Hot or Not!? Sounds like middle school right? Maybe it is, but the seventh-grader in all of us knows the fun behind it. So let’s try putting an academic spin on the game…one that lets us reflect on the events of Day 2 of our urban tropical travels in Singapore. But first, some photos.
First Round: The Urban Redevelopment Authority
What’s Hot…a 3D scaled model of the city center (think Marina Bay Sands and the skyline we explored day one), which only makes up 25% of the island! Although most of the museum was under construction, we were able to see some future development sections of the city center, and boy is there a lot, each equip with either a green design or with interconnected green spaces.
What’s Not …one point of critique for 3D city models is that they can, as I say, “glam up the ugly” by essentially beautifying or “greening” the less developed or less wealth invested areas. For example, is the water running through a certain area of the city as blue as the map displays it? Is white colored infrastructure really that white in areas plagued with more air pollution? Are future development plans located in areas that might displace the natural landscape
Second Round: National Museum of Singapore
What’s Hot …truly an amazing place all around from the Avatar-like animated forest walk to the photo essay on transplanted trees in the wake of urban development to the WWII exhibit! Everyone seemed especially impressed by the later in learning about the Japanese invasion of the island because our history books throughout primary and secondary school hardly touched on anything occurring in the war south of Japan. At the end of the museum, you can place your entrance sticker on a wall where you rate how much you think the museum needs to change. We placed ours on the “don’t change a thing” end.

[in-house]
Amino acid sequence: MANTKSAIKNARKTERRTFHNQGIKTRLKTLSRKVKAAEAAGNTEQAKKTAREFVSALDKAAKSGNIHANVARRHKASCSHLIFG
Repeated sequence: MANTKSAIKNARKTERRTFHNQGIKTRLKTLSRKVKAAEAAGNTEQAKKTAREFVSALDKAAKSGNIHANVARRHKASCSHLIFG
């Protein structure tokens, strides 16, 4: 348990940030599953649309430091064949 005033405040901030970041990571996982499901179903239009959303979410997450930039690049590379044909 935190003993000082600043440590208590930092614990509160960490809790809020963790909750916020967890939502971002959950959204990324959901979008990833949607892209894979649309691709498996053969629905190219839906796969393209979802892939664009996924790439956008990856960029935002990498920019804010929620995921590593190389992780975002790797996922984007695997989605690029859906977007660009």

What’s Not…something I am always cognizant of in museums is the choice and use of language. All of the plaque descriptions were in English, and although you could pick up a guide or download an app for another language, I can’t help but wonder what is says about the exhibits themselves to be in one language as the museum is not only meant for tourists like us, but the everyday Singaporean.
What’s Hot …after snoozing in the shade on the sea wall at Marina South, we put on our sea legs and boarded our water taxi with Ivan, our local marine bio guru. Upon hopping onto the island from the boat, we played follow the leader to the first lagoon. As we got our feet wet, we began splitting up to engage in a friendly competition…each one of us eager to peak under the rocks and coral to find something worthy of being put in Ivan’s container. Nudibranchs, sea worms, sea hares, sea cucumbers, hermit crabs were just some of the many tide pool critters in our competition. But the prize goes to Sarah, our resident octopus and star fish whisperer. After all, not many tide pool creatures can rival a baby octopus who can show us their mood by changing their chromatophores.
What’s Not …although everyone was stoked to see star fish after taking a gander at the tide ripple in the second lagoon on the island, we learned that the population has been retreating. Dr. Dan, who has been coming these islands since the 80s, said that you probably wouldn’t think twice about the star fish population unless you’ve been coming to the island every year and monitoring them like he has. But why are they retreating? One answer might lie in polluted waters…looking into the distance we saw the tall stacks from Singapore’s oil refineries spitting out black smoke. Redirecting your attention to our feet, we found there’s also a noticeable amount of plastic scattered around the sand, especially for a marine park that doesn’t experience significant human traffic.